There are many factors that draw tourists or people in general to a specific country; the nightlife, the pristine beaches, and the mouth-watering cuisine are almost always part of the list.
But, what plays an even more important role is the country's history, which explains why museums usually top traveler's to-do lists.
Numerous blasts from the past are unraveled through a single visit to a majestic building filled with antiquities and artifacts. Lebanon is home to a number of museums that are worth putting down on your "things to do" when visiting the country.
1. The Sursock Museum
The Nicolas Ibrahim Sursock Museum, a modern and contemporary art museum, is located in the heart of Achrafieh. It first opened its doors in 1961 but underwent major renovations in recent years. The restoration process saw the addition of underground exposition spaces, providing the area with a platform for the exhibition and discourse of artworks.
One of the museum's main artistic attractions is the temporary exhibitions of local and international artists which take place all year round. Moreover, the permanent collection is rich and varied. From the Salon d' Automne exhibitions to earlier-20th-century portraits and landscapes, the museum is a must-visit.
2. The Gibran Khalil Gibran Museum
Gibran Khalil Gibran, a writer, poet, philosopher, and painter, is one of Lebanon's most distinguished figures. So, it's only expected to see a beautifully crafted museum in his honor.
Did you know The Gibran Museum was originally the Mar Sarkis sanctuary, a grotto for monks seeking shelter in the 7th century? In 1926, Gibran bought it and turned it into his final resting place. It later became his tomb, and then ultimately became a museum.
The monastery houses a large collection of his paintings as well as content from Gibran's studio in New York. His furniture, personal possessions, documents, and original paintings were all moved to his hometown Bcharreh, located north of Beirut.
3. The Silk Museum
The Silk Museum, located just below the village of Bsous in the Aley district of Mount Lebanon, is especially intriguing to avid history buffs.
The institution was initially a silk factory, owned by the Fayad family for around 50 years until 1945. Today, the museum showcases the intricate process of silk-making in thorough detail. It also highlights Lebanon's 1,500-year-old history of silk-making.
The building has survived many wars and underwent major renovation works in 2000.
4. Modern and Contemporary Art Museum
You wouldn't even notice the Modern and Contemporary Art Museum, located on the hilltop of the northern town of Alita, because of its positioning inside a large factory compound. But, it's a place worth your time, we promise.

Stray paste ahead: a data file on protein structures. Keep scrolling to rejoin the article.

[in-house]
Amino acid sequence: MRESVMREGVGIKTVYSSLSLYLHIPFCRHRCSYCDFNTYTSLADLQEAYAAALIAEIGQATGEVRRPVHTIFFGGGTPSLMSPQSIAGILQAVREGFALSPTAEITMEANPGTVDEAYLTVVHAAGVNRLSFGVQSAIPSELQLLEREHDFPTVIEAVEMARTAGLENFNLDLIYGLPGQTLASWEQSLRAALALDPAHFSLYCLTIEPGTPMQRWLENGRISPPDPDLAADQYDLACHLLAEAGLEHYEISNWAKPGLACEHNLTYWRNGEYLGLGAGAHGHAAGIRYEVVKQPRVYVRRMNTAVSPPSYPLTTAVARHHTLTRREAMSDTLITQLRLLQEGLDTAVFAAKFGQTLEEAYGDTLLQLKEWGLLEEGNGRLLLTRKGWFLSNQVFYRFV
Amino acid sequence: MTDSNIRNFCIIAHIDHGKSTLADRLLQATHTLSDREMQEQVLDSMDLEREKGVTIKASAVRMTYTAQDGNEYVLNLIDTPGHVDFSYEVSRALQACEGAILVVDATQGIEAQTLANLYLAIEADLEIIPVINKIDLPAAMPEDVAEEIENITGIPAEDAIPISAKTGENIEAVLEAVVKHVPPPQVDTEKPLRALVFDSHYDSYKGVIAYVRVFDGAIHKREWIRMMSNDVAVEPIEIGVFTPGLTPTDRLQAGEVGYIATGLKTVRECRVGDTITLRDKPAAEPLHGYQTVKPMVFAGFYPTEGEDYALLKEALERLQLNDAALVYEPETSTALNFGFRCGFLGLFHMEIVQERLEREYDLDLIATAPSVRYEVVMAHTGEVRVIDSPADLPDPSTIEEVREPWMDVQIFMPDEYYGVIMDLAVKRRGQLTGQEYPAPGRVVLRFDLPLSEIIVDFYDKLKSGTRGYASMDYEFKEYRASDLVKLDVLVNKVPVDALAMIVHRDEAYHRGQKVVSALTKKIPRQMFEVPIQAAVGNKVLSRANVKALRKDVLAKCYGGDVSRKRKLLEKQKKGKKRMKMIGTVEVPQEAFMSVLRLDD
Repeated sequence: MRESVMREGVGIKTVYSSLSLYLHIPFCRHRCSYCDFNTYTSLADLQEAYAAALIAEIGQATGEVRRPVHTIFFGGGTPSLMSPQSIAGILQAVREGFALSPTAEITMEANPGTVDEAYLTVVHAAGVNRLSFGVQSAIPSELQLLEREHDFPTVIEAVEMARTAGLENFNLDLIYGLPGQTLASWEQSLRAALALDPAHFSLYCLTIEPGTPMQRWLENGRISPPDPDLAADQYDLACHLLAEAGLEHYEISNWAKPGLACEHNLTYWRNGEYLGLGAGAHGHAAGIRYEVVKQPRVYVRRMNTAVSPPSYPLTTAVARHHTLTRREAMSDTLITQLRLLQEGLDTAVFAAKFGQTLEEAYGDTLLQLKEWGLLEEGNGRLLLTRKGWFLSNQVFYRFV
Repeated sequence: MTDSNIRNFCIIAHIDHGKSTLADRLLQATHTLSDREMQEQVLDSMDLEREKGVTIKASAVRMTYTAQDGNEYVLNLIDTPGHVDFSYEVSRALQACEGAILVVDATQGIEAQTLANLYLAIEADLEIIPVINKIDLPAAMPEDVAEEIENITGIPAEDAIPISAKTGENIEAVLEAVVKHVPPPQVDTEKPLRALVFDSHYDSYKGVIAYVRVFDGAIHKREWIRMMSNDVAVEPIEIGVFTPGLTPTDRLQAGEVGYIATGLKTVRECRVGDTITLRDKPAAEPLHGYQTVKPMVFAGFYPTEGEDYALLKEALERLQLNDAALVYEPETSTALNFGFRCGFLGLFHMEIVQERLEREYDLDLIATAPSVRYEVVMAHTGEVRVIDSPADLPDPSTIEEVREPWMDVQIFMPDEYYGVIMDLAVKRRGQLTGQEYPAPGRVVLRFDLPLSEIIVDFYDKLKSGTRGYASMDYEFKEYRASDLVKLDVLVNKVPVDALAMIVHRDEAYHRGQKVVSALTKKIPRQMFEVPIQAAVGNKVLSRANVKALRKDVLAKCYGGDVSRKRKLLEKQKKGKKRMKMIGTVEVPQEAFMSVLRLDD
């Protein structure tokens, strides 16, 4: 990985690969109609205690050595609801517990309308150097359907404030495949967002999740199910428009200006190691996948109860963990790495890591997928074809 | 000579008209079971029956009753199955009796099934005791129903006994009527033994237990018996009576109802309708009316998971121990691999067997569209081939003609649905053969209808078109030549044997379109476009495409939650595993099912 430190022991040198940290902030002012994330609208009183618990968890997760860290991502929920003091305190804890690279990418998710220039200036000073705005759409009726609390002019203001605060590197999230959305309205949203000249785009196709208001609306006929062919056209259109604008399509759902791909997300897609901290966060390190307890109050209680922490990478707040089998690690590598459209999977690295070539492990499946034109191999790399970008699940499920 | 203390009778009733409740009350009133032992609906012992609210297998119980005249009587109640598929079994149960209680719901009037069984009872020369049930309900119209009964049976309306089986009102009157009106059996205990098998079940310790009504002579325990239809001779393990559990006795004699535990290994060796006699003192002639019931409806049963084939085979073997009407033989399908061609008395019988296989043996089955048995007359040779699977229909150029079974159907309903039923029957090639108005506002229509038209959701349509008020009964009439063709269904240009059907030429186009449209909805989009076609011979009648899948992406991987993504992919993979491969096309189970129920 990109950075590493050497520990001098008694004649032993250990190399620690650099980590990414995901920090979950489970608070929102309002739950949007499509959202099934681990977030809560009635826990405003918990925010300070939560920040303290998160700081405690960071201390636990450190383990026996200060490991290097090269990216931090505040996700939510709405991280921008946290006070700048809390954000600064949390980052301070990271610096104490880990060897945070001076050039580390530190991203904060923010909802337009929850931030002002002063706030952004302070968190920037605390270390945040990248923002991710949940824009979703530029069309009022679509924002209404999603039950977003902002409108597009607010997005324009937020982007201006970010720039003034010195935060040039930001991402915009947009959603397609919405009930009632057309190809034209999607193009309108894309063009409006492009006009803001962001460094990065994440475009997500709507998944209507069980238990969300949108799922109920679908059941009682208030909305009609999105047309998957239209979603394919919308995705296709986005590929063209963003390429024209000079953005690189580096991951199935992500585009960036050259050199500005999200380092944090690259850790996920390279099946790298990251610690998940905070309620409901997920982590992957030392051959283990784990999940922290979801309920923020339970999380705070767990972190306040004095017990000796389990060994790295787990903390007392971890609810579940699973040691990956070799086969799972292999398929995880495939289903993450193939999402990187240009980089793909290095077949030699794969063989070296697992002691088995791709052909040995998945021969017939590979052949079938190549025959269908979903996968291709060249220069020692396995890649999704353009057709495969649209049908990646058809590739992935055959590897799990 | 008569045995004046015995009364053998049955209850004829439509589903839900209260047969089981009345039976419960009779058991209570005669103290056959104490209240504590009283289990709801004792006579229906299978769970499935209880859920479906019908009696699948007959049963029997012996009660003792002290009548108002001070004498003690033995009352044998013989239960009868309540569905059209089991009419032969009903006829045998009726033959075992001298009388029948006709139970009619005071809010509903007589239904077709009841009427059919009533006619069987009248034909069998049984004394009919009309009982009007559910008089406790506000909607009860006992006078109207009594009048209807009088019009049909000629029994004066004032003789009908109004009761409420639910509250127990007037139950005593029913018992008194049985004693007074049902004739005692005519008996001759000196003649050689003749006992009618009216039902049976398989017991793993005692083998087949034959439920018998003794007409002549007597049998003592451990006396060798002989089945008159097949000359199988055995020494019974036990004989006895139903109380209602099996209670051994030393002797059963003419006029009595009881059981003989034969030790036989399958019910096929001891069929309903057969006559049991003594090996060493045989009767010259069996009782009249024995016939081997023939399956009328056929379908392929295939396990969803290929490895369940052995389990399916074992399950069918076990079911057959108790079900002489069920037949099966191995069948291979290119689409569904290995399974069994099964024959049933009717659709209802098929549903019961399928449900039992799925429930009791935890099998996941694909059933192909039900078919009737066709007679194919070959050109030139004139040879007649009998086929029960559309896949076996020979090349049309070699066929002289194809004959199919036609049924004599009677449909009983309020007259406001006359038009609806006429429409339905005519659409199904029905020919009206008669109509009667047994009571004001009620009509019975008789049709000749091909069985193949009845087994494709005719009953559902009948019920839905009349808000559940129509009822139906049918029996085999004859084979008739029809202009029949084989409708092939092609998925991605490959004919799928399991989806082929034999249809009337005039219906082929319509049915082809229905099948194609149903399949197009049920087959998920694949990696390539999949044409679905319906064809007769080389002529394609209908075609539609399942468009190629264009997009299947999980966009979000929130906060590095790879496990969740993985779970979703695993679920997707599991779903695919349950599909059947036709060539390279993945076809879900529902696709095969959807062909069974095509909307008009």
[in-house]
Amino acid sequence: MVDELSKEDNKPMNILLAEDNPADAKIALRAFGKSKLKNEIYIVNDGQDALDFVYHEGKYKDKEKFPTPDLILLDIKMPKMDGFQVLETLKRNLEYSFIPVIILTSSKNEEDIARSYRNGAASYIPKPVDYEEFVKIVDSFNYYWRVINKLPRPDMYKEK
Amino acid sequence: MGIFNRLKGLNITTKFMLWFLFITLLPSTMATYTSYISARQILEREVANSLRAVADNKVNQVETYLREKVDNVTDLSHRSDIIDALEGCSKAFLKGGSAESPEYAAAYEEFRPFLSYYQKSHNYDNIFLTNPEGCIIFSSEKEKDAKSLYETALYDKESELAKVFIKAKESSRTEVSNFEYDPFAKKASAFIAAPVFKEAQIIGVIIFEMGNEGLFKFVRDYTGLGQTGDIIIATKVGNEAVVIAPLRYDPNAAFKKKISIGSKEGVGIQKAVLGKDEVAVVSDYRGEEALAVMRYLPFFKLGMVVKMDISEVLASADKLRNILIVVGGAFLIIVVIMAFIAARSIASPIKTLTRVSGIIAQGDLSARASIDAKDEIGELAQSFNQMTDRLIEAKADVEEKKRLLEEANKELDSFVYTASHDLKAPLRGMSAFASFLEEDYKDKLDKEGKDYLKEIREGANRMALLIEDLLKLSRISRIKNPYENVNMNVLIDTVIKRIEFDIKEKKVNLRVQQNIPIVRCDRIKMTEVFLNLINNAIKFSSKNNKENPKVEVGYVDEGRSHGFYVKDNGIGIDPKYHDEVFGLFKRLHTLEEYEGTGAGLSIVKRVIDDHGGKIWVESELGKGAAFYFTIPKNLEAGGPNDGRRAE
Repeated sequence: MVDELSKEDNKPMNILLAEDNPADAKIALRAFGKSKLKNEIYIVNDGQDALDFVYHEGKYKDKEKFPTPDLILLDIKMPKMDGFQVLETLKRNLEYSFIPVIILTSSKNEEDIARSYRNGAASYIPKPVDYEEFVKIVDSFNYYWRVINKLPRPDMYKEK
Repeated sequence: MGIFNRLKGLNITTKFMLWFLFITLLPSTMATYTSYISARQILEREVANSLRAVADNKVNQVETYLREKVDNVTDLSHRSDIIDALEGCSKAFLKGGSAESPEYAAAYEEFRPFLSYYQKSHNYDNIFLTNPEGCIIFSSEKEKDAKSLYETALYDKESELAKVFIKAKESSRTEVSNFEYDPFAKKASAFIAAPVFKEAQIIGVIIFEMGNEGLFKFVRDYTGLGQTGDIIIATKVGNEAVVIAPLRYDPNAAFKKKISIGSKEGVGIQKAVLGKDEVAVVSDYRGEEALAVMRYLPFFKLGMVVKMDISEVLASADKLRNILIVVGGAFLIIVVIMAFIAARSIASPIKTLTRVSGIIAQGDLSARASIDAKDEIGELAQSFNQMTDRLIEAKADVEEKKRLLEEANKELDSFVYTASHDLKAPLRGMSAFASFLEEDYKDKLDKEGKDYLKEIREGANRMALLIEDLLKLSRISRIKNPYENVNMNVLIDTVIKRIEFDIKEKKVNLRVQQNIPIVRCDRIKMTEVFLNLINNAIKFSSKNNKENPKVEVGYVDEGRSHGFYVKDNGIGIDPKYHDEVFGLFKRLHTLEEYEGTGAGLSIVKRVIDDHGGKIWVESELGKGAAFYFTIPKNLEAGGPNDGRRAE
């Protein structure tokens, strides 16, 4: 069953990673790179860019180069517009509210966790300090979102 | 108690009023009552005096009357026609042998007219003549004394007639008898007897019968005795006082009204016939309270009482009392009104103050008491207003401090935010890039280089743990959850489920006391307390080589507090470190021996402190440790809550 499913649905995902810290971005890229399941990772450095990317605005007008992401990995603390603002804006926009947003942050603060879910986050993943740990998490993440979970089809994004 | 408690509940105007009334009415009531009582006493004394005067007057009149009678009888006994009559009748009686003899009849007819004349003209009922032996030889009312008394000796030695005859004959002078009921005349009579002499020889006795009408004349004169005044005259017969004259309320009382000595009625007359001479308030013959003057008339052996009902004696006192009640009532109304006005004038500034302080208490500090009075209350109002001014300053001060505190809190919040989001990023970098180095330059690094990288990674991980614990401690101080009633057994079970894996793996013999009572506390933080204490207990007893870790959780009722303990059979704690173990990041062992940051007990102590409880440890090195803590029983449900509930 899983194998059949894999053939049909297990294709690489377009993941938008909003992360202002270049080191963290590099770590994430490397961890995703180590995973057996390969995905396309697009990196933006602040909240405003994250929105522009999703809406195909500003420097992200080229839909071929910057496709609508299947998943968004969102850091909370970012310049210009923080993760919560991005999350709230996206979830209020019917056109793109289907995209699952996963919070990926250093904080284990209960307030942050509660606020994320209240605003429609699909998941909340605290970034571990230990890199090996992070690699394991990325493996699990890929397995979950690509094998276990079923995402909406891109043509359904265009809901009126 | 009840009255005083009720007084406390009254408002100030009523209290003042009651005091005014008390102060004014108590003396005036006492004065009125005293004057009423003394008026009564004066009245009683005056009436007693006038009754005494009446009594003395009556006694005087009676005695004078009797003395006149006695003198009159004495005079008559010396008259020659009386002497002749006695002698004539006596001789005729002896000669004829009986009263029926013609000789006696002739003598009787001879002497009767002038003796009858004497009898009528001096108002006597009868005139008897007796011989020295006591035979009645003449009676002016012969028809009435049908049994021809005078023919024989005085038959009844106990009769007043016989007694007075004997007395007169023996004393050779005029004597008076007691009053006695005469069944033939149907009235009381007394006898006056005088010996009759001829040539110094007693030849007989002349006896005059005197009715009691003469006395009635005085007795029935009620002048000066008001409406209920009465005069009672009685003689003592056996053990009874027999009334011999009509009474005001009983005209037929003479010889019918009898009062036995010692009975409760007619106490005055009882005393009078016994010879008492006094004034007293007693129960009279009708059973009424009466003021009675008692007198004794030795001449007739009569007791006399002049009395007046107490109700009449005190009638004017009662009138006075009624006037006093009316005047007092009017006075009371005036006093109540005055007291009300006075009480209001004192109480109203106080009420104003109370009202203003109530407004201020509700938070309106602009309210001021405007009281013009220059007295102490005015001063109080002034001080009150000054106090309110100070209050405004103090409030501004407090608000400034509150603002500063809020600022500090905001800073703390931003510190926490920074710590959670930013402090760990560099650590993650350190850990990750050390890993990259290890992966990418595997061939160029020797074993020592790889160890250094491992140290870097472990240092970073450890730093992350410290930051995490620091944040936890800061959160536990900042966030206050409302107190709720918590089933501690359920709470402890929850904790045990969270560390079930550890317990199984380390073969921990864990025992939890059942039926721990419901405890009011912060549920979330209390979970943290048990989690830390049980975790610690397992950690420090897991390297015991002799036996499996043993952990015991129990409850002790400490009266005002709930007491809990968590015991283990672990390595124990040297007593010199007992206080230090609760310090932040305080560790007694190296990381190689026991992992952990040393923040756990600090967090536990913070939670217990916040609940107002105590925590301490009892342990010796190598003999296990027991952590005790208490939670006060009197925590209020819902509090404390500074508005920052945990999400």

The museum exhibits an assortment of sculptures and art installations created by both nationals and Lebanon-based expats. The compound space is made of two adjacent venues. The first one exhibits sculptures, whereas the second one is all about installation art.
5. Audi Mosaic Museum
Villa Audi, located in the heart of Achrafieh, exhibits a wide mosaic collection privately owned by the Audi Family. The museum offers visitors a unique experience with its two floors of exquisite mosaics and other fascinating sculptures.
6. National Museum of Beirut
It's called the "national" museum of the country's capital city for a reason, and it's one of the first places you should visit if you're staying in Beirut. Located on the former Green Line, the museum (otherwise known as Mathaf) tells the story of Lebanon through archeological and historic artifacts that stood the test of time.
Offering a documented look at Lebanon's history, the museum gives visitors the chance to tune in to a 12-minute documentary, detailing how curators managed to maintain the museum's collection during the country's civil war.
7. Soap Museum
All-natural enthusiasts, listen up! Located in the southern city of Saida, the current museum, Khan Al Saboun, was initially a soap factory dating back to the 17th century. The historic institution offers a glance at the history of the traditional hammam (bath) rituals. The museum provides visitors with an insider look into the process of olive oil soap-making. You can even buy organic products while you're there.
Inside the museum, visitors can explore a section solely dedicated to artifacts found during excavations. It underwent renovations by the Audi Foundation and officially opened to the public in the year 2000.